In her work Clare aims to address this issue through building a community of individuals who identify as lonely or isolated, and working with them to create a year-long photographic study of a community of ancient oak trees.
Although trees appear to be individual organisms above ground, scientific research shows that their complex communication methods facilitate survival, nurture and pass on wisdom, and send warnings when they are under attack. In a time when loneliness is increasing, segregation is being encouraged politically, and isolation driven through technology, there is much that can be learnt from the unity of the forest. This project is also supported by STEAMHouse, Birmingham City University.
Clare Hewitt is a photographer based in Birmingham. After completing a degree in Law at Oxford Brookes University, Clare went on to study Commercial Photography at the Arts University Bournemouth. She found that both subjects relate to a complex interest in human beings, their habits, behaviours and experiences, and through photography she could explore this in a more creative way.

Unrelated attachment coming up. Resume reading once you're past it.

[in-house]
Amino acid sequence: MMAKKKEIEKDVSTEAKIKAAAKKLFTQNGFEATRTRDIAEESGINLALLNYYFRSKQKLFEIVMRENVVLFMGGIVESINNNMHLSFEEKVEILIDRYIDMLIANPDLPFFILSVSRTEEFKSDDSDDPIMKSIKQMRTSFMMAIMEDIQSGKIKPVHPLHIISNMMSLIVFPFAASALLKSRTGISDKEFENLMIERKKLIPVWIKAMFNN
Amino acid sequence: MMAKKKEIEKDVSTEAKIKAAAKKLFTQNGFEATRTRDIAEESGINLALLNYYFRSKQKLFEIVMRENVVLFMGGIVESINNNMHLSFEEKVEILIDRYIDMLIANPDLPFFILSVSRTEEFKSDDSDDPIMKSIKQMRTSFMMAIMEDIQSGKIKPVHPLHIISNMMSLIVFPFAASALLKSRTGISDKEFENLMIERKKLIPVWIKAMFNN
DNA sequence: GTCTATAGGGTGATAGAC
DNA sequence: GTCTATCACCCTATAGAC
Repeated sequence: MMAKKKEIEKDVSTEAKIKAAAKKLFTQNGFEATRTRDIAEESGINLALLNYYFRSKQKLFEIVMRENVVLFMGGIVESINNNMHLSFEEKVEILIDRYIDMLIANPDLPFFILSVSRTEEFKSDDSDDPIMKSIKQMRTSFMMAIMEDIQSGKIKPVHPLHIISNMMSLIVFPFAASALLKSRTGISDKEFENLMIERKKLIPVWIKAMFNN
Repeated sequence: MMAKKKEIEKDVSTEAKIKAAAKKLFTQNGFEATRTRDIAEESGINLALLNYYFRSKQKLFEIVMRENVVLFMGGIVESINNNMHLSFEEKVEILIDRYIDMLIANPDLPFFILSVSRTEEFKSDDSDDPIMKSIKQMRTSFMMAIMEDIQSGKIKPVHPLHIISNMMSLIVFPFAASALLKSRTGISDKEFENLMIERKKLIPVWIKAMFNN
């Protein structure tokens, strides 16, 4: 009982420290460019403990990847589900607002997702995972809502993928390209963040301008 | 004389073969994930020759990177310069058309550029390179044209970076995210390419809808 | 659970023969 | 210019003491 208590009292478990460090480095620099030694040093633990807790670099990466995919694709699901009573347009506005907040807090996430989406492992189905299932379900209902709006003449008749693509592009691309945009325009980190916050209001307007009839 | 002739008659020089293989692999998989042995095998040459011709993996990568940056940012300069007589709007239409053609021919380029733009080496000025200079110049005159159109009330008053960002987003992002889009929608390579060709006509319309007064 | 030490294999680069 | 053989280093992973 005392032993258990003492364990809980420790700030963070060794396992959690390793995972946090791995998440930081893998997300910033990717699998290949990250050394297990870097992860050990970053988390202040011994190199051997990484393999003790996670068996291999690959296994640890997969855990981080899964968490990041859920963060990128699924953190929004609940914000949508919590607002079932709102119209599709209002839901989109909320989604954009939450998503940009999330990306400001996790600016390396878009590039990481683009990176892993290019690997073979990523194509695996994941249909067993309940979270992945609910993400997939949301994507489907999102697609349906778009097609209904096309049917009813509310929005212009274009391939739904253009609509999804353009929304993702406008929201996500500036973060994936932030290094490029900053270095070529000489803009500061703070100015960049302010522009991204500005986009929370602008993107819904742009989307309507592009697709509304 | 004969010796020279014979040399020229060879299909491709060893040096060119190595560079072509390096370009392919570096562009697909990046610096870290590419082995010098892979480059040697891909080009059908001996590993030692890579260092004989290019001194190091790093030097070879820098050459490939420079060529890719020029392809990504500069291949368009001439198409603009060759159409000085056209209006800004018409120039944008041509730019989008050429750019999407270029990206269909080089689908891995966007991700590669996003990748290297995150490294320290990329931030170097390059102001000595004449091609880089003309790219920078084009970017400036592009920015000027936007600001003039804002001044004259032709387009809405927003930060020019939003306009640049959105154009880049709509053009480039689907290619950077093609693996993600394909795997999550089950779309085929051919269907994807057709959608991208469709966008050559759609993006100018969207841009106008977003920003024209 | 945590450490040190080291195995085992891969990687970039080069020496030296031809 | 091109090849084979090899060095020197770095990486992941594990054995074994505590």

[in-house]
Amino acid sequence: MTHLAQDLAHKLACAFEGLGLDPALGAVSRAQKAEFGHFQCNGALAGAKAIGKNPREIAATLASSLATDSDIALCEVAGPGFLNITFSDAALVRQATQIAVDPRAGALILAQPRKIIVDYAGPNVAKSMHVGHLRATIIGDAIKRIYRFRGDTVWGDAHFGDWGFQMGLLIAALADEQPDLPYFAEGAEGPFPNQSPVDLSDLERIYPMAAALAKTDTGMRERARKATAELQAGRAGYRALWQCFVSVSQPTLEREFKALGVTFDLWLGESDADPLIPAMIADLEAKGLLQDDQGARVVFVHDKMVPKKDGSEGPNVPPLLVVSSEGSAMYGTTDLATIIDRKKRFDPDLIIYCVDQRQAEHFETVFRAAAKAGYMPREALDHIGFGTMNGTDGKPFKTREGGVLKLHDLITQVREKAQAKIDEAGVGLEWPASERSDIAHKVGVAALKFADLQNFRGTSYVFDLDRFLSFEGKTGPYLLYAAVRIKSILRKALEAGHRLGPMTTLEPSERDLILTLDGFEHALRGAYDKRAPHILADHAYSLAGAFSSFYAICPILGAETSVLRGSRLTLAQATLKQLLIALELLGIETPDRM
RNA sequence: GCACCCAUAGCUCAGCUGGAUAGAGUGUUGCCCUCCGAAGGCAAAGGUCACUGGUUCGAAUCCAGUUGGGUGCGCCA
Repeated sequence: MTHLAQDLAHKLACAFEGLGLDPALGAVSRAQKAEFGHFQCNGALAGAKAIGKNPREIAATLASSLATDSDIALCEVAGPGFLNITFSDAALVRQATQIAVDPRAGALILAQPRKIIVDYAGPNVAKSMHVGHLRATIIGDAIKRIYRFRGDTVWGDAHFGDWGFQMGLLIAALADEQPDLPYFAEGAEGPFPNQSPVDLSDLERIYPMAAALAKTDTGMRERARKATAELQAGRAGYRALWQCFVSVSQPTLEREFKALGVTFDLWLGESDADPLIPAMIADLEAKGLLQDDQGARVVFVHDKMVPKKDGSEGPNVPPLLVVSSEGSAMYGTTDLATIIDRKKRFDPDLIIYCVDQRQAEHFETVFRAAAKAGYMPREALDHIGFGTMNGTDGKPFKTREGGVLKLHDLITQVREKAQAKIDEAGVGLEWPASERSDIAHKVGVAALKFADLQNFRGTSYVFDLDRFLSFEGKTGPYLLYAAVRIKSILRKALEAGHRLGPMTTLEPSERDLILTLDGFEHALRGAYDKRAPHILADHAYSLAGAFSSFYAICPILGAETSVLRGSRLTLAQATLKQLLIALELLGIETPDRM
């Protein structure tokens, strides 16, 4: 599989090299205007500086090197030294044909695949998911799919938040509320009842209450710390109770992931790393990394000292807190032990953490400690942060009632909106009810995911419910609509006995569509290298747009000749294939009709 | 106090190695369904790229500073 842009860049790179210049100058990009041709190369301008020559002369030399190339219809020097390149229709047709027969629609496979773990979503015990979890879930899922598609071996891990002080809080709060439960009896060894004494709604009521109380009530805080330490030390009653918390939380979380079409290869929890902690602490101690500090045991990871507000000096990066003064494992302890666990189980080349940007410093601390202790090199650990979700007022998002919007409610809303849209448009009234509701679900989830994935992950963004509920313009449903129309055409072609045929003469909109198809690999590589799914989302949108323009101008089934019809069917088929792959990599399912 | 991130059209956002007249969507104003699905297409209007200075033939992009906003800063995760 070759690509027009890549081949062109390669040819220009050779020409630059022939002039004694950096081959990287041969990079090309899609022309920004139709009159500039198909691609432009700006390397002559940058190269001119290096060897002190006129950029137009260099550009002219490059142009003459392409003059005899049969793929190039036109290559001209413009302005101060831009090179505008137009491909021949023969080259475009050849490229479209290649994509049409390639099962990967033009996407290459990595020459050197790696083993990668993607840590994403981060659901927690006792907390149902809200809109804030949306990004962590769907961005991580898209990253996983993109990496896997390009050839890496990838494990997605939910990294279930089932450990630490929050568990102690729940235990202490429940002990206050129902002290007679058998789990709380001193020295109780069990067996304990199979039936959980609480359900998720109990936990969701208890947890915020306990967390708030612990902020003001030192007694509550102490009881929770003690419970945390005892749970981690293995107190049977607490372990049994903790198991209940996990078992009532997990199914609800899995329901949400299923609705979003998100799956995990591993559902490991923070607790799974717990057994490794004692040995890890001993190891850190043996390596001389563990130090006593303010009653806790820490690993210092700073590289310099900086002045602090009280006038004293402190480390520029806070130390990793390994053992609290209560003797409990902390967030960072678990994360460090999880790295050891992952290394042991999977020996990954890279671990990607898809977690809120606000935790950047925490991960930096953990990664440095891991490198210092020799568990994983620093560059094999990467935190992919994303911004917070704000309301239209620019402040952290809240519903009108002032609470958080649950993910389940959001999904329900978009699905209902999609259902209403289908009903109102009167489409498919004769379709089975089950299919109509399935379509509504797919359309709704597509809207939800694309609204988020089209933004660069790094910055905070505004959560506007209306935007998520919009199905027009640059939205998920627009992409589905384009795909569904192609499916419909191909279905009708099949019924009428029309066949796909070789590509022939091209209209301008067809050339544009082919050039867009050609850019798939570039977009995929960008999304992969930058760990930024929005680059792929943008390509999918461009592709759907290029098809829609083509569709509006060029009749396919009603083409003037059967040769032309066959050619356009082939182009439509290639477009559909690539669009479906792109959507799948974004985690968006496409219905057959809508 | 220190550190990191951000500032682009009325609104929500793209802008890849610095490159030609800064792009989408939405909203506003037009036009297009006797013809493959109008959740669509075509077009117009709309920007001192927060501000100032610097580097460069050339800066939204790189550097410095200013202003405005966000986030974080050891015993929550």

In 2011 Clare’s work was selected for Fresh Faced and Wild Eyed at The Photographers’ Gallery, and has since been exhibited at the National Portrait Gallery as part of the Taylor Wessing Portrait Prize, 2013. In 2016 and 2017 she was included in the Magenta Foundation’s Flash Forward emerging photographer selection for Eugenie and Kamera, and the British Journal of Photography’s nationwide Portrait of Britain exhibition. Clare has recently been shortlisted for the Royal Photographic Society’s IPE #161, and selected for 209 Women, a photographic portrait project that marks the centenary of women achieving the vote in the UK in 1918.
20 03 2020